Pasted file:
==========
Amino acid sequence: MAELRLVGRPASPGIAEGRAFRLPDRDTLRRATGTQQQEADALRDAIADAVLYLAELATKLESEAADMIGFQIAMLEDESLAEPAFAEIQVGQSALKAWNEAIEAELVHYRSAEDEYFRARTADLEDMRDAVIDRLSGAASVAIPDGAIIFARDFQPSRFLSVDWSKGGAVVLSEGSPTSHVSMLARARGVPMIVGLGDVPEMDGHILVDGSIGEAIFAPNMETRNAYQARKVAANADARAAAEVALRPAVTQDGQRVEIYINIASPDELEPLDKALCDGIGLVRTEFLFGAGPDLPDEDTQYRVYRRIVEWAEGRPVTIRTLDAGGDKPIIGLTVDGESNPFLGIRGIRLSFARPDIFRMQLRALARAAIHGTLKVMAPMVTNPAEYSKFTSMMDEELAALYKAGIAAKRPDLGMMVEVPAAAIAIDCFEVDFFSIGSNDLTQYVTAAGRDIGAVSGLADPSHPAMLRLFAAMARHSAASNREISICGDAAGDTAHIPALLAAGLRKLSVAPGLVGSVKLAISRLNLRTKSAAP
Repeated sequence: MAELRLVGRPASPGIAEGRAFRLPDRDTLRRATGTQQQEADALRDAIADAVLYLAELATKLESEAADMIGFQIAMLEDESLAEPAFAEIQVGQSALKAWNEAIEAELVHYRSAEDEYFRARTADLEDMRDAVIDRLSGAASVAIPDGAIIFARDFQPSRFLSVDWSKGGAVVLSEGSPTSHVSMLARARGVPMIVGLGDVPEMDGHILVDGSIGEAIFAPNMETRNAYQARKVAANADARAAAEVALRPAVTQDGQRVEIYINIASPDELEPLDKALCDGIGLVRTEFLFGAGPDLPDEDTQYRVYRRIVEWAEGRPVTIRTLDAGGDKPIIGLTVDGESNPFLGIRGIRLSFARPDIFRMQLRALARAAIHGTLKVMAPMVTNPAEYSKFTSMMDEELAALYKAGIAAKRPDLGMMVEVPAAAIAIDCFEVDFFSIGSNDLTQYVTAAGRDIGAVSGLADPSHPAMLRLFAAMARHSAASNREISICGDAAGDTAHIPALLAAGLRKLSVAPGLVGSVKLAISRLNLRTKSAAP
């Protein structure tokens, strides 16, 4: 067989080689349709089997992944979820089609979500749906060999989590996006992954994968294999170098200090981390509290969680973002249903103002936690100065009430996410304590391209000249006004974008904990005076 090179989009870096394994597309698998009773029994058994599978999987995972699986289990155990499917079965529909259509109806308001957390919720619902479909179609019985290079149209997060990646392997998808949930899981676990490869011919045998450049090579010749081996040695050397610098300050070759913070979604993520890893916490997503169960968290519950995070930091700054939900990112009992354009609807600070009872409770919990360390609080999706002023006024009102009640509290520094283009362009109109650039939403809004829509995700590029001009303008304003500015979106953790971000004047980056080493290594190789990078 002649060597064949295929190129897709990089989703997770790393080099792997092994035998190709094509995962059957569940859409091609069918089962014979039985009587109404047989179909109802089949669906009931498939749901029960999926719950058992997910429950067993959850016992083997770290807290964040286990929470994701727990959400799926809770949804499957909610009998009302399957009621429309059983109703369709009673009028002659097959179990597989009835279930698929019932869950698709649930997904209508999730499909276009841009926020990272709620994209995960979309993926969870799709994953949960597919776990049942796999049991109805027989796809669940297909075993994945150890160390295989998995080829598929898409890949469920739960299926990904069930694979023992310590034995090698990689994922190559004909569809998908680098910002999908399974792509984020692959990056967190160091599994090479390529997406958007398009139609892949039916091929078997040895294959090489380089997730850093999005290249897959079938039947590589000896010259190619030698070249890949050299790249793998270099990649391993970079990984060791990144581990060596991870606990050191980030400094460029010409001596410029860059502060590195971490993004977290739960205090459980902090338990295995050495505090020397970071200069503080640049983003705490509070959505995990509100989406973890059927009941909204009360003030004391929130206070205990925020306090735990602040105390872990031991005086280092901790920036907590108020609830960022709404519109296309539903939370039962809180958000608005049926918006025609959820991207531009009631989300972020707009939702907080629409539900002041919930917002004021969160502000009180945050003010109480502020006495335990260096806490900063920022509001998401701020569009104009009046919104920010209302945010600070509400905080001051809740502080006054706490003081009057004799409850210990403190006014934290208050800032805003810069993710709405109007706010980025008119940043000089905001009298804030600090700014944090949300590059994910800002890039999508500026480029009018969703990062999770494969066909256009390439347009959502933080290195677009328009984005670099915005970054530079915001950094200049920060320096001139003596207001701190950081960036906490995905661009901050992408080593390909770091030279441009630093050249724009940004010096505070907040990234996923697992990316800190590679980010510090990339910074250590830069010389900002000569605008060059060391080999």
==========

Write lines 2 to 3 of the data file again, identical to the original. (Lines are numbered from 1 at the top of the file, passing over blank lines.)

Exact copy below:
Repeated sequence: MAELRLVGRPASPGIAEGRAFRLPDRDTLRRATGTQQQEADALRDAIADAVLYLAELATKLESEAADMIGFQIAMLEDESLAEPAFAEIQVGQSALKAWNEAIEAELVHYRSAEDEYFRARTADLEDMRDAVIDRLSGAASVAIPDGAIIFARDFQPSRFLSVDWSKGGAVVLSEGSPTSHVSMLARARGVPMIVGLGDVPEMDGHILVDGSIGEAIFAPNMETRNAYQARKVAANADARAAAEVALRPAVTQDGQRVEIYINIASPDELEPLDKALCDGIGLVRTEFLFGAGPDLPDEDTQYRVYRRIVEWAEGRPVTIRTLDAGGDKPIIGLTVDGESNPFLGIRGIRLSFARPDIFRMQLRALARAAIHGTLKVMAPMVTNPAEYSKFTSMMDEELAALYKAGIAAKRPDLGMMVEVPAAAIAIDCFEVDFFSIGSNDLTQYVTAAGRDIGAVSGLADPSHPAMLRLFAAMARHSAASNREISICGDAAGDTAHIPALLAAGLRKLSVAPGLVGSVKLAISRLNLRTKSAAP
């Protein structure tokens, strides 16, 4: 067989080689349709089997992944979820089609979500749906060999989590996006992954994968294999170098200090981390509290969680973002249903103002936690100065009430996410304590391209000249006004974008904990005076 090179989009870096394994597309698998009773029994058994599978999987995972699986289990155990499917079965529909259509109806308001957390919720619902479909179609019985290079149209997060990646392997998808949930899981676990490869011919045998450049090579010749081996040695050397610098300050070759913070979604993520890893916490997503169960968290519950995070930091700054939900990112009992354009609807600070009872409770919990360390609080999706002023006024009102009640509290520094283009362009109109650039939403809004829509995700590029001009303008304003500015979106953790971000004047980056080493290594190789990078 002649060597064949295929190129897709990089989703997770790393080099792997092994035998190709094509995962059957569940859409091609069918089962014979039985009587109404047989179909109802089949669906009931498939749901029960999926719950058992997910429950067993959850016992083997770290807290964040286990929470994701727990959400799926809770949804499957909610009998009302399957009621429309059983109703369709009673009028002659097959179990597989009835279930698929019932869950698709649930997904209508999730499909276009841009926020990272709620994209995960979309993926969870799709994953949960597919776990049942796999049991109805027989796809669940297909075993994945150890160390295989998995080829598929898409890949469920739960299926990904069930694979023992310590034995090698990689994922190559004909569809998908680098910002999908399974792509984020692959990056967190160091599994090479390529997406958007398009139609892949039916091929078997040895294959090489380089997730850093999005290249897959079938039947590589000896010259190619030698070249890949050299790249793998270099990649391993970079990984060791990144581990060596991870606990050191980030400094460029010409001596410029860059502060590195971490993004977290739960205090459980902090338990295995050495505090020397970071200069503080640049983003705490509070959505995990509100989406973890059927009941909204009360003030004391929130206070205990925020306090735990602040105390872990031991005086280092901790920036907590108020609830960022709404519109296309539903939370039962809180958000608005049926918006025609959820991207531009009631989300972020707009939702907080629409539900002041919930917002004021969160502000009180945050003010109480502020006495335990260096806490900063920022509001998401701020569009104009009046919104920010209302945010600070509400905080001051809740502080006054706490003081009057004799409850210990403190006014934290208050800032805003810069993710709405109007706010980025008119940043000089905001009298804030600090700014944090949300590059994910800002890039999508500026480029009018969703990062999770494969066909256009390439347009959502933080290195677009328009984005670099915005970054530079915001950094200049920060320096001139003596207001701190950081960036906490995905661009901050992408080593390909770091030279441009630093050249724009940004010096505070907040990234996923697992990316800190590679980010510090990339910074250590830069010389900002000569605008060059060391080999």